Instructions to Authors

Journal of Adivasi and Indigenous Studies (JAIS) publishes original manuscripts. Author(s) submitting a paper to JAIS should not submit it to any other journal for three months. Author(s) of an article published in JAIS must ask the permission of the editor or associate editor before republishing it elsewhere.

ABSTRACT: An abstract of 100-150 words, describing the main arguments of the article, should be included.

LENGTH: Articles should be about 5,000 to 8000 words, including all notes and references.

SPELLINGS: Use British spellings. ‘Colour’ not ‘color’, ‘labour’ not ‘labor’. Use ‘-ise’ spellings instead of ‘-ize’; so ‘specialise’ not ‘specialize’, ‘finalise’ not ‘finalize’.

DATES: Use ‘19th century’, not ‘nineteenth century’. Decades should be cited as 1980s, 1860s and so on. Specific dates should be written as 12 August 1978.

NUMBERS: Numbers 0 to 9 should be spelt out. Numbers 10 and above should be written in numerals.

REFERENCES: The body text will follow the standard anthropological style of in-text referencing, to be placed before the punctuation mark. Therefore
(Sen 2012:32).

In case of more than one reference, it should be arranged either chronologically (Guha 1999; Sen 2012) or, alphabetically (Banerjee 2006; Guha 1999; Sen 2012), separated by a semi-colon.

An exception should be made only where the argument is built in a particular order in the text, and the author is keen to cite the references in the same order. Thus, one could have a scenario of (Sen 2012; Guha 1999; Banerjee 2006) which is neither chronological nor alphabetical.

All references must be listed at the end of the article. They must include complete publication details including place and year of publication, publisher’s name in the case of books and volume, issue and page numbers in the case of journal articles. The following style is to be followed for citations in the references:

Organski, A. F. K. and Jacek Kugler. 1980. The War Ledger. Chicago: University of Chicago Press.

Maoz, Zeev. 1983. ‘Resolve, Capabilities, and the Outcome of Interstate Disputes, 1816–1976’, Journal of Conflict Resolution, 27(2): 195–229.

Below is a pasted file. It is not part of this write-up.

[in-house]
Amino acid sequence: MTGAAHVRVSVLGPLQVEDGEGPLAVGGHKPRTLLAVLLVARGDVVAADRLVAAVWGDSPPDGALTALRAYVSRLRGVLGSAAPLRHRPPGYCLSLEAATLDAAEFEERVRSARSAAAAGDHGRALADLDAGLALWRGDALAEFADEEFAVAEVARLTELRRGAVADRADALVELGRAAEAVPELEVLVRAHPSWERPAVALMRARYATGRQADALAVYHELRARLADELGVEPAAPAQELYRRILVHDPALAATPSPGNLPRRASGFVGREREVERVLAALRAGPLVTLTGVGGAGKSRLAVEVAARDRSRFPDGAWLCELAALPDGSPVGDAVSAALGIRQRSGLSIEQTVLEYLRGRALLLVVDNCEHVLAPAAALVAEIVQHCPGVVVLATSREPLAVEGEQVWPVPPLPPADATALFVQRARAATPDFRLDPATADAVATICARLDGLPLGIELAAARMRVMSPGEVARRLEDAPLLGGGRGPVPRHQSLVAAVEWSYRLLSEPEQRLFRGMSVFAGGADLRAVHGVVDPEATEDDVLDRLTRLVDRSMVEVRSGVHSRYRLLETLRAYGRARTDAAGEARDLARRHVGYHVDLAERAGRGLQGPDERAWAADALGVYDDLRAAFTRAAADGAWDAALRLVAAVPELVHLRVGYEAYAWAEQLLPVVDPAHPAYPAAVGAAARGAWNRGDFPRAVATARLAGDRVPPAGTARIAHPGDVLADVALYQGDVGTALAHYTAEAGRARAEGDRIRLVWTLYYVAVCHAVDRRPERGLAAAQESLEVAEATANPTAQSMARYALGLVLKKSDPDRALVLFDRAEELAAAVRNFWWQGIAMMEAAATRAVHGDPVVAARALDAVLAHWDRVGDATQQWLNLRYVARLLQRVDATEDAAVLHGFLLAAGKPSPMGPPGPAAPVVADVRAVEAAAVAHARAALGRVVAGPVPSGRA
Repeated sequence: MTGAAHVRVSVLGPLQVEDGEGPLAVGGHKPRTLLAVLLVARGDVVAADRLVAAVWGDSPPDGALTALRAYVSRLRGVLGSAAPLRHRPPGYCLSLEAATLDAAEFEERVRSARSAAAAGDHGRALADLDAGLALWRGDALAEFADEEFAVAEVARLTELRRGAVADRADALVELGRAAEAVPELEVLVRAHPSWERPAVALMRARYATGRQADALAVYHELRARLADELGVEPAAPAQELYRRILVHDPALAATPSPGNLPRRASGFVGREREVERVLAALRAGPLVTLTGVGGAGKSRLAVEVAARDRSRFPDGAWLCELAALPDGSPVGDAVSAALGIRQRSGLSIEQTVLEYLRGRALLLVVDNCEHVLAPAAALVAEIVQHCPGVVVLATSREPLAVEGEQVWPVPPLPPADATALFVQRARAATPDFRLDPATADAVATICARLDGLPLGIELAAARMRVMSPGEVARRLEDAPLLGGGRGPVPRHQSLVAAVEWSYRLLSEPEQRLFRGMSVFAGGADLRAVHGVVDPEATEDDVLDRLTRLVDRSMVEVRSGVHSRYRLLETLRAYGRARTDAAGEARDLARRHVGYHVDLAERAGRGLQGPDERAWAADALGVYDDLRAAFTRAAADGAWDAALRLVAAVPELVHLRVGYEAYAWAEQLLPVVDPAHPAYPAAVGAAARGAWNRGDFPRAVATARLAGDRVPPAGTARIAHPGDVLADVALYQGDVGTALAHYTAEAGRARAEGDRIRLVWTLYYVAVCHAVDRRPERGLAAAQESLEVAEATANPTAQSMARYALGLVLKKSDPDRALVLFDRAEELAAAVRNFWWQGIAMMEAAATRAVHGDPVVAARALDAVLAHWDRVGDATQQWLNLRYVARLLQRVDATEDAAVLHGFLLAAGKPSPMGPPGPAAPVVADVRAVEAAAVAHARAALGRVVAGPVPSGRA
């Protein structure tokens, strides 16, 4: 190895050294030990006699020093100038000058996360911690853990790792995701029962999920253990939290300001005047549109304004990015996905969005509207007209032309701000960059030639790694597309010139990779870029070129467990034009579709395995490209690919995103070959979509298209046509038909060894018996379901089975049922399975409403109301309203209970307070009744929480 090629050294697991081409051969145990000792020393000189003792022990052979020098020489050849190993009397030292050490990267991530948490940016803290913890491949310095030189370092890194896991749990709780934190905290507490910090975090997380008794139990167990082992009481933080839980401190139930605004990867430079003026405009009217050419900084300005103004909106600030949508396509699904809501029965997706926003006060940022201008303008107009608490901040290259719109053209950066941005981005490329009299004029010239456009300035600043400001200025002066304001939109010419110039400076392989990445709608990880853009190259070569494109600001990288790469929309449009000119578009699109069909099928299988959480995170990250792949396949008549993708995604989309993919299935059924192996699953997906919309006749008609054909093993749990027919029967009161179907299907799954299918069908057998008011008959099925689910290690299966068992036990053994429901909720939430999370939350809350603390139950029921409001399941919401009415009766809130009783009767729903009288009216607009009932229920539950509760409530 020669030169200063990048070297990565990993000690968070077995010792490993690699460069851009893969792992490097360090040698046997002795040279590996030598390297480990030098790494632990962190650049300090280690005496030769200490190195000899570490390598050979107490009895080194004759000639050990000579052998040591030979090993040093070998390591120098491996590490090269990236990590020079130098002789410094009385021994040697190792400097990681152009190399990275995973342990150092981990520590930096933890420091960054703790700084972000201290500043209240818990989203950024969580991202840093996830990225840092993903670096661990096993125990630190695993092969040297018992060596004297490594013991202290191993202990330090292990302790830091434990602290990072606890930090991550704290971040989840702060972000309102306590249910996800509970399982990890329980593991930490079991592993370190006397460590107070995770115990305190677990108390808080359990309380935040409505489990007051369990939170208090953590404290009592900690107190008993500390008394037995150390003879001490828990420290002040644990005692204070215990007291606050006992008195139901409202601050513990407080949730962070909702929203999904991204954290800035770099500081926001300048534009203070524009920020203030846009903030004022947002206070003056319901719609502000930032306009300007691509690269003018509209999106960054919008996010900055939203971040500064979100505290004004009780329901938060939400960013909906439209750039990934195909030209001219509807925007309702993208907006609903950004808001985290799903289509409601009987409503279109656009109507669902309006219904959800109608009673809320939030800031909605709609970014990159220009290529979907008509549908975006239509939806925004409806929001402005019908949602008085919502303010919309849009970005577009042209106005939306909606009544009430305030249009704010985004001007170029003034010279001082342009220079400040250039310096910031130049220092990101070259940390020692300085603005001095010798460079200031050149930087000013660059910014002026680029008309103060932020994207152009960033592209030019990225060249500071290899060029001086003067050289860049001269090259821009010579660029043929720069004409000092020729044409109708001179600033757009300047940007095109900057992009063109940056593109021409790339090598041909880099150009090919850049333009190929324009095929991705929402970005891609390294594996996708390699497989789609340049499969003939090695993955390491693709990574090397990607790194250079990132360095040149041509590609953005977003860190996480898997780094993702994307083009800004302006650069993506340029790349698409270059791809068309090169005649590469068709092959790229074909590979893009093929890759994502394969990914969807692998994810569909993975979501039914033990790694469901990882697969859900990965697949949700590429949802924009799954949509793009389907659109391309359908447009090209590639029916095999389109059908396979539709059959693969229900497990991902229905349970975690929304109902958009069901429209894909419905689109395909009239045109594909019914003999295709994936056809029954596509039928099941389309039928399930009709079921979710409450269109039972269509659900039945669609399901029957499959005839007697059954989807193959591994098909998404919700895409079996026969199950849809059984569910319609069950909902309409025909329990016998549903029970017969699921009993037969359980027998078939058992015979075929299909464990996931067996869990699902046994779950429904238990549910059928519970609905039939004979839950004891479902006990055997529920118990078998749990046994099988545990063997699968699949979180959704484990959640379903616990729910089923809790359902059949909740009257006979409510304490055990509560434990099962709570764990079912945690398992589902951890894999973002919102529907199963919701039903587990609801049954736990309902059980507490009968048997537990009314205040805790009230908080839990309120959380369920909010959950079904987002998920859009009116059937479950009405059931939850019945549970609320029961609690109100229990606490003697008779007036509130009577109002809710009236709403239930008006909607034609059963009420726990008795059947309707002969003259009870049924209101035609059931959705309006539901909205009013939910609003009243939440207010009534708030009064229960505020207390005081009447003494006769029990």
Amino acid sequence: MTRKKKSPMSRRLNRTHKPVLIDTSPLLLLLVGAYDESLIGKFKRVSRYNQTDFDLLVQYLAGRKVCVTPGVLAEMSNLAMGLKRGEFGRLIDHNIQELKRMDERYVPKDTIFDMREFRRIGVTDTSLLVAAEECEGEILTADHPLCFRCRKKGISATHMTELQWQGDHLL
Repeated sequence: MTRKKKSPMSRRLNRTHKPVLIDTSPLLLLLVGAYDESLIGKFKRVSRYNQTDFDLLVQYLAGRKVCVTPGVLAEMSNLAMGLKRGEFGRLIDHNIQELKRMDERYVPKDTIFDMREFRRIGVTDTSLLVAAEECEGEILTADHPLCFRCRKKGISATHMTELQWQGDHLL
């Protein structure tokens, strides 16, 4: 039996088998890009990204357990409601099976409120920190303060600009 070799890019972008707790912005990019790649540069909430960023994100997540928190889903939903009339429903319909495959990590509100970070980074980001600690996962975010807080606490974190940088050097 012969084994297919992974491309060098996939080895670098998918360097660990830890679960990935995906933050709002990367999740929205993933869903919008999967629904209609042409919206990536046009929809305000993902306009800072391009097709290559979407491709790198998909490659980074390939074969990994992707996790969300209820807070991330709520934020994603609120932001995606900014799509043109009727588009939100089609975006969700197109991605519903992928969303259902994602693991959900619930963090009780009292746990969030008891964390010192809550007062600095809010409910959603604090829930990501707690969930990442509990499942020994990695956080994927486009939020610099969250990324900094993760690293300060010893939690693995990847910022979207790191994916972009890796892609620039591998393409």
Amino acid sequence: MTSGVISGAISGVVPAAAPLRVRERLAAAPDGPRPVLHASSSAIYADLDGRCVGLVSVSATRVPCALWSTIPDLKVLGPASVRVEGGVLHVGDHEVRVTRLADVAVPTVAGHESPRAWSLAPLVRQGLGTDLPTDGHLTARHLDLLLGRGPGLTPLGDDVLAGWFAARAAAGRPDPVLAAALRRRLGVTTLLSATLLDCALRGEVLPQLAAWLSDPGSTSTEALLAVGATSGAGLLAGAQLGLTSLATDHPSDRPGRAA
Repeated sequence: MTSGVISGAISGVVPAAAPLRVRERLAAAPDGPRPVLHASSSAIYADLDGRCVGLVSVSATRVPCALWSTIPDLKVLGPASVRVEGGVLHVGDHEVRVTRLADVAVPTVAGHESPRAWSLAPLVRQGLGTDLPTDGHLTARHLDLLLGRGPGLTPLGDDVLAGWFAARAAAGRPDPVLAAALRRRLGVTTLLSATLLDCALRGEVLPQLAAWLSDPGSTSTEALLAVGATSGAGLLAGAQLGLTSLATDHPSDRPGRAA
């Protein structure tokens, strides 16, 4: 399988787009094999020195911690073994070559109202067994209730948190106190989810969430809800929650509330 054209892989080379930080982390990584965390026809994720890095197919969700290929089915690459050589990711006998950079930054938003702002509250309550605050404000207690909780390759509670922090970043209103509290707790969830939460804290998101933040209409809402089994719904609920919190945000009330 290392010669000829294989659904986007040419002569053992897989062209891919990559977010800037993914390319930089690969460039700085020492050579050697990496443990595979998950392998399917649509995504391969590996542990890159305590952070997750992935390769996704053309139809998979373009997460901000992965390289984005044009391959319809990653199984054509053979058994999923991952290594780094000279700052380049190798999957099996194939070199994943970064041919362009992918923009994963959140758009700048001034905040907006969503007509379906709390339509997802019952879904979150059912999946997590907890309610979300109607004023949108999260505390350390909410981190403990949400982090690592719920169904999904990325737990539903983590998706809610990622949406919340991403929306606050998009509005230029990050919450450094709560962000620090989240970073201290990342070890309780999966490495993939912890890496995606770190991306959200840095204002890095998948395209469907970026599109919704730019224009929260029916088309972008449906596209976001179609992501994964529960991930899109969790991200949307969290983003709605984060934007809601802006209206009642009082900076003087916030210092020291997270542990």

Collier, David. 1991. ‘The Comparative Method: Two Decades of Change’, in Dankwart A. Rustow and Kenneth Paul Erickson (eds), Comparative Political Dynamics: Global Research Perspectives, pp. 7–31. New York: Harper Collins.

Kier, Elizabeth. 1992. ‘Changes in Conventional Military Doctrines: The Cultural Roots of Doctrinal Change’, unpublished Ph.D. dissertation, Cornell University.

Wirtz, James. 1989. ‘Counterinsurgency Paradigms’, review of Deadly Paradigms: The Failure of U. S. Counterinsurgency Policy, by Michael Shafer, International Security, 14(1): 184–94.


Mitchell, Alison and Frank Bruni. 2006. ‘Scars Still Raw, Bush Clashes with McCain’. New York Times, 25 March.


Mitchell, Alison and Frank Bruni. 2006. ‘Scars Still Raw, Bush Clashes with McCain’. New York Times, 25 March, (accessed 4 November 2008).

NOTES: Notes should be set as footnotes at the bottom of each page.

ABBREVIATIONS: The abbreviation for a term must be given in parentheses after the term at first mention only. Thereafter, the abbreviation may be used. Acronyms will not have periods, so NATO, UNESCO, LTTE, IPKF. Abbreviations of English words, however, like ‘Prof.’, ‘ed.’ and ‘approx.’ will have a period at the end. Contracted words will also have have a period. For example, ‘eds.’, ‘Mr.’ and ‘Dr.’.

ITALICS: Italics should be used for non-English words, even for words that recur frequently in an article. Do not use italics for foreign terms that are now accepted words in the English language, and appear in The Oxford English dictionary (pundit, guru, per se); but italicise ibid. Translations of non-English words should be placed in parentheses immediately following the words, e.g. kitab (book).

CAPITALISATION: Do not use capitals for denoting emphasis. Generally, civil, military, professional and religious titles are only capitalised when they appear along with the name of a person. For example, Prime Minister Nehru, President Kennedy and the president of India, the commander-in-chief of the army.

PUNCTUATION: Use a comma before ‘and’ when there are 4 or more variables. Hence, ‘a, b and c’, but ‘a, b, c, and d’. Use double quote marks within single quote marks for quotations. The positioning of periods, commas, exclamation points and question marks should be within quote marks only in cases where they are part of the quoted material.

QUOTATION: Quotations should be enclosed within ‘single’ quotation marks. Substantial quotations of forty or more words should be indented without quotation marks. Quotations within a quotation should also be enclosed within ‘single’ quotation marks.

SUPERSCRIPTS: Place superscripts for footnote references after the punctuation mark.

TABLES AND FIGURES: These should be properly titled and numbered consecutively in the order in which they appear in the text.

ABOUT THE AUTHOR: Please include a brief bio (100-150 words) of the author, along with an email address and institutional affiliation (if any). .